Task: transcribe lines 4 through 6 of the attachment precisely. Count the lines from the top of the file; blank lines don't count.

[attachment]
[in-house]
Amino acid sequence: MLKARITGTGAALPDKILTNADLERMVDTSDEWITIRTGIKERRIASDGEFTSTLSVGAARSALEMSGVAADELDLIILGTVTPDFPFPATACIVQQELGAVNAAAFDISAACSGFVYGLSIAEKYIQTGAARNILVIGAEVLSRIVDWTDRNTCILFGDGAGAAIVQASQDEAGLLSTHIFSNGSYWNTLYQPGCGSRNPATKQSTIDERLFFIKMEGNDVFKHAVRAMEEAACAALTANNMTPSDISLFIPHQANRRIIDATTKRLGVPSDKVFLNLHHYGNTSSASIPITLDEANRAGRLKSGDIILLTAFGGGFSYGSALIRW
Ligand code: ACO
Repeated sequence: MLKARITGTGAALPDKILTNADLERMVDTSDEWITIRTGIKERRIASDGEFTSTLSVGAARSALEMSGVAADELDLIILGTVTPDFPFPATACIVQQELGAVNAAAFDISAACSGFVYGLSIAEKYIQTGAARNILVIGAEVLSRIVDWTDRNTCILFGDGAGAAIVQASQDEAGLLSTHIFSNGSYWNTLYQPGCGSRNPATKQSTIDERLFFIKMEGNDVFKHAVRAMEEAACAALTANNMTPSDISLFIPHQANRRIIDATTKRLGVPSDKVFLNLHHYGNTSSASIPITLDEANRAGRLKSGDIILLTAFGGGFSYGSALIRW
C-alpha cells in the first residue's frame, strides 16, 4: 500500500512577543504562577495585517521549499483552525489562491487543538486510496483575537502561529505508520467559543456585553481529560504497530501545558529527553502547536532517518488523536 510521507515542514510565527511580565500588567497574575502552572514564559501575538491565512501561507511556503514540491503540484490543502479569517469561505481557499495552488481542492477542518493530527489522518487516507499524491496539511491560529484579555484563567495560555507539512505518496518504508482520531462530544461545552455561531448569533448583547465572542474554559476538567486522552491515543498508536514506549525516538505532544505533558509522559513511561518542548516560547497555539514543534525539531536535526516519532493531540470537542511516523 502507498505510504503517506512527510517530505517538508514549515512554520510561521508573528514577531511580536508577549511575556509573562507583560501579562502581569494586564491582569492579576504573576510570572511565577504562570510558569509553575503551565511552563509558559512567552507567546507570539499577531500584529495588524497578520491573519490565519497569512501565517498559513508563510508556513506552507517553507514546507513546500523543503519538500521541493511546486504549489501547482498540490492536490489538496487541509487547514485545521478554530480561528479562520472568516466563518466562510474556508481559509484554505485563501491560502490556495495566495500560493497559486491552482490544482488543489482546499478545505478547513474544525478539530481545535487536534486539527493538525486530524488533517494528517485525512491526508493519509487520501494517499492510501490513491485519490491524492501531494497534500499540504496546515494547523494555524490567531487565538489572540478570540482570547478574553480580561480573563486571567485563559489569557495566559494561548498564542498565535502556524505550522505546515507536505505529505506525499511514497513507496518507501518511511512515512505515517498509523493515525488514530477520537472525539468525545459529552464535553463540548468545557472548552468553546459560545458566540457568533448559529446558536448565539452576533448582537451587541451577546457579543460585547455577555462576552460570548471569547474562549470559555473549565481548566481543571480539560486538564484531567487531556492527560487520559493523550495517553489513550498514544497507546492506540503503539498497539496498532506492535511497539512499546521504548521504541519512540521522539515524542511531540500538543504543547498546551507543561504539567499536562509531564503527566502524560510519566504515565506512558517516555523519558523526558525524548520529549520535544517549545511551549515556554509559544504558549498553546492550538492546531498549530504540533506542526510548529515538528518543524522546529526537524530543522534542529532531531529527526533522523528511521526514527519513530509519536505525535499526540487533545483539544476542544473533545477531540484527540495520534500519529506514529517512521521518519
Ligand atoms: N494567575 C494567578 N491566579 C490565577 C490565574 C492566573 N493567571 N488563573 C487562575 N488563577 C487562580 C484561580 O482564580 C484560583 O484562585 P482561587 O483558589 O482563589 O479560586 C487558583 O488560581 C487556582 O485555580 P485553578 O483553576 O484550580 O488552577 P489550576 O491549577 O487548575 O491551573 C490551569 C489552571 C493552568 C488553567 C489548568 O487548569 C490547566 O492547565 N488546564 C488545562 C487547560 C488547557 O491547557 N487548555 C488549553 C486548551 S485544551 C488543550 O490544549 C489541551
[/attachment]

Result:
Repeated sequence: MLKARITGTGAALPDKILTNADLERMVDTSDEWITIRTGIKERRIASDGEFTSTLSVGAARSALEMSGVAADELDLIILGTVTPDFPFPATACIVQQELGAVNAAAFDISAACSGFVYGLSIAEKYIQTGAARNILVIGAEVLSRIVDWTDRNTCILFGDGAGAAIVQASQDEAGLLSTHIFSNGSYWNTLYQPGCGSRNPATKQSTIDERLFFIKMEGNDVFKHAVRAMEEAACAALTANNMTPSDISLFIPHQANRRIIDATTKRLGVPSDKVFLNLHHYGNTSSASIPITLDEANRAGRLKSGDIILLTAFGGGFSYGSALIRW
C-alpha cells in the first residue's frame, strides 16, 4: 500500500512577543504562577495585517521549499483552525489562491487543538486510496483575537502561529505508520467559543456585553481529560504497530501545558529527553502547536532517518488523536 510521507515542514510565527511580565500588567497574575502552572514564559501575538491565512501561507511556503514540491503540484490543502479569517469561505481557499495552488481542492477542518493530527489522518487516507499524491496539511491560529484579555484563567495560555507539512505518496518504508482520531462530544461545552455561531448569533448583547465572542474554559476538567486522552491515543498508536514506549525516538505532544505533558509522559513511561518542548516560547497555539514543534525539531536535526516519532493531540470537542511516523 502507498505510504503517506512527510517530505517538508514549515512554520510561521508573528514577531511580536508577549511575556509573562507583560501579562502581569494586564491582569492579576504573576510570572511565577504562570510558569509553575503551565511552563509558559512567552507567546507570539499577531500584529495588524497578520491573519490565519497569512501565517498559513508563510508556513506552507517553507514546507513546500523543503519538500521541493511546486504549489501547482498540490492536490489538496487541509487547514485545521478554530480561528479562520472568516466563518466562510474556508481559509484554505485563501491560502490556495495566495500560493497559486491552482490544482488543489482546499478545505478547513474544525478539530481545535487536534486539527493538525486530524488533517494528517485525512491526508493519509487520501494517499492510501490513491485519490491524492501531494497534500499540504496546515494547523494555524490567531487565538489572540478570540482570547478574553480580561480573563486571567485563559489569557495566559494561548498564542498565535502556524505550522505546515507536505505529505506525499511514497513507496518507501518511511512515512505515517498509523493515525488514530477520537472525539468525545459529552464535553463540548468545557472548552468553546459560545458566540457568533448559529446558536448565539452576533448582537451587541451577546457579543460585547455577555462576552460570548471569547474562549470559555473549565481548566481543571480539560486538564484531567487531556492527560487520559493523550495517553489513550498514544497507546492506540503503539498497539496498532506492535511497539512499546521504548521504541519512540521522539515524542511531540500538543504543547498546551507543561504539567499536562509531564503527566502524560510519566504515565506512558517516555523519558523526558525524548520529549520535544517549545511551549515556554509559544504558549498553546492550538492546531498549530504540533506542526510548529515538528518543524522546529526537524530543522534542529532531531529527526533522523528511521526514527519513530509519536505525535499526540487533545483539544476542544473533545477531540484527540495520534500519529506514529517512521521518519
Ligand atoms: N494567575 C494567578 N491566579 C490565577 C490565574 C492566573 N493567571 N488563573 C487562575 N488563577 C487562580 C484561580 O482564580 C484560583 O484562585 P482561587 O483558589 O482563589 O479560586 C487558583 O488560581 C487556582 O485555580 P485553578 O483553576 O484550580 O488552577 P489550576 O491549577 O487548575 O491551573 C490551569 C489552571 C493552568 C488553567 C489548568 O487548569 C490547566 O492547565 N488546564 C488545562 C487547560 C488547557 O491547557 N487548555 C488549553 C486548551 S485544551 C488543550 O490544549 C489541551